Written by: Neil Jordan & Bruce Robinson Directed by: Neil Jordan Starring: Annette Bening, Aidan Quinn, Robert Downey Jr., Paul Guilfoyle, Stephen Rea
My Advice: Wait for MST3K
At the beginning of this film, we are told that a town was evacuated back in 1965 in order to flood the area and make a reservoir. When (if, rather) you see this film, mark the words on the screen well, because it’s the last interesting thing you will witness for the next 95 minutes.
Claire (Bening) is a loving mother who has a loving (sort of) husband (Quinn) and an endearingly cute daughter (Katie Sagona). Oh, and she’s been psychic her entire life, dreaming about things that either are happening or will happen. Which exasperates Quinn’s character to no end, but hey, don’t you hate it when your wife waits to tell you she’s psychic until AFTER the marriage? I digress. It seems that there’s a killer on the loose in their undetermined geographic locale, grabbing little girls and spiriting them away to be killed. Claire keeps dreaming more and more of the killer until she’s sure she is being given the information she needs to stop him, and sets out to try, despite being thought insane by everyone around her.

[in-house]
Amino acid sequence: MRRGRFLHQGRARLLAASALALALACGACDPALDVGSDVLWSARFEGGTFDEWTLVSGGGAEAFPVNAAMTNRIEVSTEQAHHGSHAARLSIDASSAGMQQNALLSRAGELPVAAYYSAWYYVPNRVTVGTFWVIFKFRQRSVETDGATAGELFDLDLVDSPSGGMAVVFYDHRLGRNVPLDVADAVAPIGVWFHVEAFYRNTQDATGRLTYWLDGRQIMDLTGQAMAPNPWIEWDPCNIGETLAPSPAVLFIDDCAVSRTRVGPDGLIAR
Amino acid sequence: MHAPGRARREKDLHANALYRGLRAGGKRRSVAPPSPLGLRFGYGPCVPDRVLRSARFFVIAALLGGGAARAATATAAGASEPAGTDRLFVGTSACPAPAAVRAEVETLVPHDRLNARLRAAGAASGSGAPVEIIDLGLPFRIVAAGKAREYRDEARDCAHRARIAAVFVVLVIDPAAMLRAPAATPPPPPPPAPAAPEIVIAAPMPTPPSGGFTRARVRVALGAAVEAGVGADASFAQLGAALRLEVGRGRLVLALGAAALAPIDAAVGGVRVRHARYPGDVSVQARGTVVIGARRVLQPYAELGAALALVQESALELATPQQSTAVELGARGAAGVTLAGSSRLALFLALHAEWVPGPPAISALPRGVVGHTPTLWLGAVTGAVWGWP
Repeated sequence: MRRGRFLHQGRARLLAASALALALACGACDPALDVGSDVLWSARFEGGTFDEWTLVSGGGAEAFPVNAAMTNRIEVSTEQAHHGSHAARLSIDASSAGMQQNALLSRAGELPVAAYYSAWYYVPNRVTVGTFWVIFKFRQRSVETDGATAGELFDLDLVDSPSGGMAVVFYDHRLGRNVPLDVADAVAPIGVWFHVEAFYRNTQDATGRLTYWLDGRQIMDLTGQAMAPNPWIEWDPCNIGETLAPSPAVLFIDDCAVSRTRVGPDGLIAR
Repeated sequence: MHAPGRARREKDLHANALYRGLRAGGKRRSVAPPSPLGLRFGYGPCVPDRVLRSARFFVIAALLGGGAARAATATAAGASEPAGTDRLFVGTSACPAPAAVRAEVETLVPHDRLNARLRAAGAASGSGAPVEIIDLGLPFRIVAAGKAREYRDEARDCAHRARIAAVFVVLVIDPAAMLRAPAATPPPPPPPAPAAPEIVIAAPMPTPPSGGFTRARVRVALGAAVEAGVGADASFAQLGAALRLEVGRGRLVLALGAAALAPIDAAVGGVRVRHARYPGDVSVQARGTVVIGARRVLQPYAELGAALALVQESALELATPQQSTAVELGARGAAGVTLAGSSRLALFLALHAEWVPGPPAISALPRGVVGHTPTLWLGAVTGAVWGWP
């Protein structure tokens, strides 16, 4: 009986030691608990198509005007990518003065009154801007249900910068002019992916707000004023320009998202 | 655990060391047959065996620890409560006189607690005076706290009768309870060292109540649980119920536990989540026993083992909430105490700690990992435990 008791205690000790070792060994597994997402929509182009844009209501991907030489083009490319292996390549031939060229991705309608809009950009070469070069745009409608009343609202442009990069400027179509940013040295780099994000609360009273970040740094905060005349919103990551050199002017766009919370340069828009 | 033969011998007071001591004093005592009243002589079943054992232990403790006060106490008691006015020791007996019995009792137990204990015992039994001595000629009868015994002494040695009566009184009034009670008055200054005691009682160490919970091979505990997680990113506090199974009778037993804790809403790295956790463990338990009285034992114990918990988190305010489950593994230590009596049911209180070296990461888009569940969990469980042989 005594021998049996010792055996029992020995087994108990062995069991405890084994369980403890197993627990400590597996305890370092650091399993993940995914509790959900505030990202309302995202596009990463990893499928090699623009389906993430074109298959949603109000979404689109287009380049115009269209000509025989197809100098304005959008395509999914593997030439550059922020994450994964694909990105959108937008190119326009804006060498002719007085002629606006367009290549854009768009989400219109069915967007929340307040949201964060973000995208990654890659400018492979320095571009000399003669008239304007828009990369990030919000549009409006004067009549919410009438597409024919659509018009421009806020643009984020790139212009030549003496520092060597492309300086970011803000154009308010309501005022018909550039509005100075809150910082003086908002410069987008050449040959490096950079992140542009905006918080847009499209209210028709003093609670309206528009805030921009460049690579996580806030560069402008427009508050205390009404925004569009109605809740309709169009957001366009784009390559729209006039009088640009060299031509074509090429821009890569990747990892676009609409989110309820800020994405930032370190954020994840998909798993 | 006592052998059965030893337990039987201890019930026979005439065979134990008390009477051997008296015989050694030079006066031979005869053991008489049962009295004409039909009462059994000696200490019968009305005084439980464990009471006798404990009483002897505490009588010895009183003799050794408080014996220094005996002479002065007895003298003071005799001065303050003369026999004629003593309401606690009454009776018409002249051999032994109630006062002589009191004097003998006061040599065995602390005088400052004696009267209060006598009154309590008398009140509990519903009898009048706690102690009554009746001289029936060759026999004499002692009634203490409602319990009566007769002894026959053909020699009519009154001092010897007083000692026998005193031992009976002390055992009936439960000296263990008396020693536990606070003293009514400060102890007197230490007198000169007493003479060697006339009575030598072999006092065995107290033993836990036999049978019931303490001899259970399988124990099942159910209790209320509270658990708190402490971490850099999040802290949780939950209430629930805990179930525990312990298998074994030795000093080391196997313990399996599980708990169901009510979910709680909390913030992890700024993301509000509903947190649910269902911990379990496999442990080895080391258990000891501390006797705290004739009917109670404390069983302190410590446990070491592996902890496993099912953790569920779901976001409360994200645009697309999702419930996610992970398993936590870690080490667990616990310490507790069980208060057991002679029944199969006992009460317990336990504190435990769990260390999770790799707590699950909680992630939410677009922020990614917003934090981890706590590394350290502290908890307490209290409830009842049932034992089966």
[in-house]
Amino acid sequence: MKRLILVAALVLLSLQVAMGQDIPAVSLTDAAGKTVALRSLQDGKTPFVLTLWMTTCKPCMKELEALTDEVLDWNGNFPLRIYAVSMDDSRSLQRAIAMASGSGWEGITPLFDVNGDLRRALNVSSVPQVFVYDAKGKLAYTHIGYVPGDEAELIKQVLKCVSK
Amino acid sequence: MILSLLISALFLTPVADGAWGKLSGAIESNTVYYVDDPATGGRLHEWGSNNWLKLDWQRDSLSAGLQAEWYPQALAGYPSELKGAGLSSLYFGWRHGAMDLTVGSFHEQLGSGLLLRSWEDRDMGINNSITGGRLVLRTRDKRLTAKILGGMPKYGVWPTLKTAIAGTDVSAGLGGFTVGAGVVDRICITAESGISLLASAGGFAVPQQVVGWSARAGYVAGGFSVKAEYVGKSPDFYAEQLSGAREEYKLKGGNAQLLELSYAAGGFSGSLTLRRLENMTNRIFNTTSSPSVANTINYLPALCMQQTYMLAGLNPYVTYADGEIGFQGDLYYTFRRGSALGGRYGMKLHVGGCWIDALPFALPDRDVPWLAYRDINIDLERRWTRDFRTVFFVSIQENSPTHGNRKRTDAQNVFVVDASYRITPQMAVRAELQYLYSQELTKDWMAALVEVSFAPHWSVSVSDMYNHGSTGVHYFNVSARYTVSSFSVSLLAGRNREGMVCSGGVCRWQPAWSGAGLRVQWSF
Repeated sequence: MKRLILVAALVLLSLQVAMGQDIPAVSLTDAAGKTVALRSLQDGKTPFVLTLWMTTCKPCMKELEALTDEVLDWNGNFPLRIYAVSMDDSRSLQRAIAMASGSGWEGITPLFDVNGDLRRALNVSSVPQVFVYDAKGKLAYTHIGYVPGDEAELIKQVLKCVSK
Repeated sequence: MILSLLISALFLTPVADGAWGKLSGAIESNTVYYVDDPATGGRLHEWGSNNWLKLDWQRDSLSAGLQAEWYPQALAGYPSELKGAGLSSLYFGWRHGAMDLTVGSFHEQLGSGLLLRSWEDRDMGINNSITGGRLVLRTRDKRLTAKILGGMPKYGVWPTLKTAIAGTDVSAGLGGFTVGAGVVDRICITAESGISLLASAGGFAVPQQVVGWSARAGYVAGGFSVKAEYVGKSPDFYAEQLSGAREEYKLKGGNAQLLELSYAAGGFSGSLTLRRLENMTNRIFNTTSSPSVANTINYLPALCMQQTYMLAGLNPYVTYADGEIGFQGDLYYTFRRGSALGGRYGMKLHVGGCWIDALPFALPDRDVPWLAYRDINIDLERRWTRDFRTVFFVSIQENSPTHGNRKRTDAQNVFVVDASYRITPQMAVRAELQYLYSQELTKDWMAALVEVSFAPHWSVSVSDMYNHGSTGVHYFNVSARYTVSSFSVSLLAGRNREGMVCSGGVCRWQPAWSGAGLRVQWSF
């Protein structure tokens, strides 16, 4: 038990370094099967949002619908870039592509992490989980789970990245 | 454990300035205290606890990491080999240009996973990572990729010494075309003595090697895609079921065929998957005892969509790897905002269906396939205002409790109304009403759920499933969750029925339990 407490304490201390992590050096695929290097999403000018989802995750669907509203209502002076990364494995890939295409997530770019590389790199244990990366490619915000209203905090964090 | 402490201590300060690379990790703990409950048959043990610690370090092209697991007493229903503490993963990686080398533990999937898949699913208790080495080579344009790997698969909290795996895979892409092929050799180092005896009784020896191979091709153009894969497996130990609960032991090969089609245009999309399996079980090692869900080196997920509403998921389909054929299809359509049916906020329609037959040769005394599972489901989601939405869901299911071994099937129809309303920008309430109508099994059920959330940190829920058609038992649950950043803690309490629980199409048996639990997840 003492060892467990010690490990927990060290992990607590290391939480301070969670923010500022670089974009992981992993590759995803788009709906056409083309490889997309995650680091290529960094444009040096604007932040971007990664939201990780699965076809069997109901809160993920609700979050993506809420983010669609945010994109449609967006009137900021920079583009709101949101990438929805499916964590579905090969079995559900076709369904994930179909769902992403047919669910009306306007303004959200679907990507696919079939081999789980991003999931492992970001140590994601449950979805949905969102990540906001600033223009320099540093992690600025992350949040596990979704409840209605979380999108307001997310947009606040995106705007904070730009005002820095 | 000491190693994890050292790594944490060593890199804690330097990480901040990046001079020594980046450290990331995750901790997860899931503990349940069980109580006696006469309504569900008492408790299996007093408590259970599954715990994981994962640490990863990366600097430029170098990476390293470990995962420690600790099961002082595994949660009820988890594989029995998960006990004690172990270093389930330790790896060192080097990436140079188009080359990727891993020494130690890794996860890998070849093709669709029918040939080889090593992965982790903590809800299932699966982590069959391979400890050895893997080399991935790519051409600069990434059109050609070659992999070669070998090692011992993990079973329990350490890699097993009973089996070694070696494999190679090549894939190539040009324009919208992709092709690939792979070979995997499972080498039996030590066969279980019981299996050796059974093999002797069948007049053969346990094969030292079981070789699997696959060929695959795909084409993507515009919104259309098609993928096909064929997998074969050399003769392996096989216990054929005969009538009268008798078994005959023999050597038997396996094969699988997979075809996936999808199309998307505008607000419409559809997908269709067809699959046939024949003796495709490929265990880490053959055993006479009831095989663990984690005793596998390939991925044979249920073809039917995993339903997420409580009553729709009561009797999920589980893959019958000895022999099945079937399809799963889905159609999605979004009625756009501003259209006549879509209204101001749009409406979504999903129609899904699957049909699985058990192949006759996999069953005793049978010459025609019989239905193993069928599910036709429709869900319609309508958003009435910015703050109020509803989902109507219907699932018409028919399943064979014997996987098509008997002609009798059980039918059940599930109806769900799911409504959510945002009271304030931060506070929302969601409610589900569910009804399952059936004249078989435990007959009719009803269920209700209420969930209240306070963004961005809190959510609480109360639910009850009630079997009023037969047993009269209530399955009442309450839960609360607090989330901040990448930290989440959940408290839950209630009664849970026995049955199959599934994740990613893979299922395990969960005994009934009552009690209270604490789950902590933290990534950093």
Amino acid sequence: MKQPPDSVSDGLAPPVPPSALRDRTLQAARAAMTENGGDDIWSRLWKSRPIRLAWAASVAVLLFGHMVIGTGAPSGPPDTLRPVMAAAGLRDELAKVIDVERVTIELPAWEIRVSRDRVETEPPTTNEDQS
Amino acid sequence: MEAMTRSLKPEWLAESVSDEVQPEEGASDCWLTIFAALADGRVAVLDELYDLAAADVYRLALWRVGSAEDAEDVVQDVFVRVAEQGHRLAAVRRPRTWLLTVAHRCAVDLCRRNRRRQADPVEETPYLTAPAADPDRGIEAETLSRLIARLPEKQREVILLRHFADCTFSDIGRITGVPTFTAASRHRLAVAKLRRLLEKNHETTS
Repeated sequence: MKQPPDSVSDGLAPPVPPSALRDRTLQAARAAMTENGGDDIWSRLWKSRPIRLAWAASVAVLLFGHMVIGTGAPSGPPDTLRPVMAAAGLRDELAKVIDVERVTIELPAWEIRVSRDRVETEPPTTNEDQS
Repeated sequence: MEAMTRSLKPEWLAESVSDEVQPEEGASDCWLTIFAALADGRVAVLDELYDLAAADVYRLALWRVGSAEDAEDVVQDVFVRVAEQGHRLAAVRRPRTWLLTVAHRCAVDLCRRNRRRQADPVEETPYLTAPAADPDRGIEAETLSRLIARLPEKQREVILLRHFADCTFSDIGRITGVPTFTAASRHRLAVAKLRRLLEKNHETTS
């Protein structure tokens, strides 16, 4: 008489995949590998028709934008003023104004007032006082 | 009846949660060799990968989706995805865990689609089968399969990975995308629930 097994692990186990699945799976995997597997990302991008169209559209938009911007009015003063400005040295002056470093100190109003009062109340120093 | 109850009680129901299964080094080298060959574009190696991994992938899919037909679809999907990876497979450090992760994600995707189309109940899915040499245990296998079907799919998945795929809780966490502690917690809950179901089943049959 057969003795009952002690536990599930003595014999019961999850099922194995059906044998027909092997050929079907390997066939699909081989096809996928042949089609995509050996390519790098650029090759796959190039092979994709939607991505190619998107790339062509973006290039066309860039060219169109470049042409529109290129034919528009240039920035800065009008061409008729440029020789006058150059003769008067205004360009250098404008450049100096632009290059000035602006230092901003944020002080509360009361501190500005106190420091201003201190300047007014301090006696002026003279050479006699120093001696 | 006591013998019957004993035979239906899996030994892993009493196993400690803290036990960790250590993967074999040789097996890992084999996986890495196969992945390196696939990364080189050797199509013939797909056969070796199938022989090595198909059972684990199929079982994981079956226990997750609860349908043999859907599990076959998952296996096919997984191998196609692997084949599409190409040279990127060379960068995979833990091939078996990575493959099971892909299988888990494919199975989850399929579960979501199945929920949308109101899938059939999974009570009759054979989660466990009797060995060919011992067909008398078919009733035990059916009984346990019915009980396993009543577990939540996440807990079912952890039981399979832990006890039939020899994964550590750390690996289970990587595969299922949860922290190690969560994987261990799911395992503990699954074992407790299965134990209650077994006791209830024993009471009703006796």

Written & Directed by: Terrence Malick, based on the novel by James Jones Starring: James Caviezel, Ben Chaplin, Sean Penn, Elias Koteas, Nick Nolte
My Advice: Wait for Cable.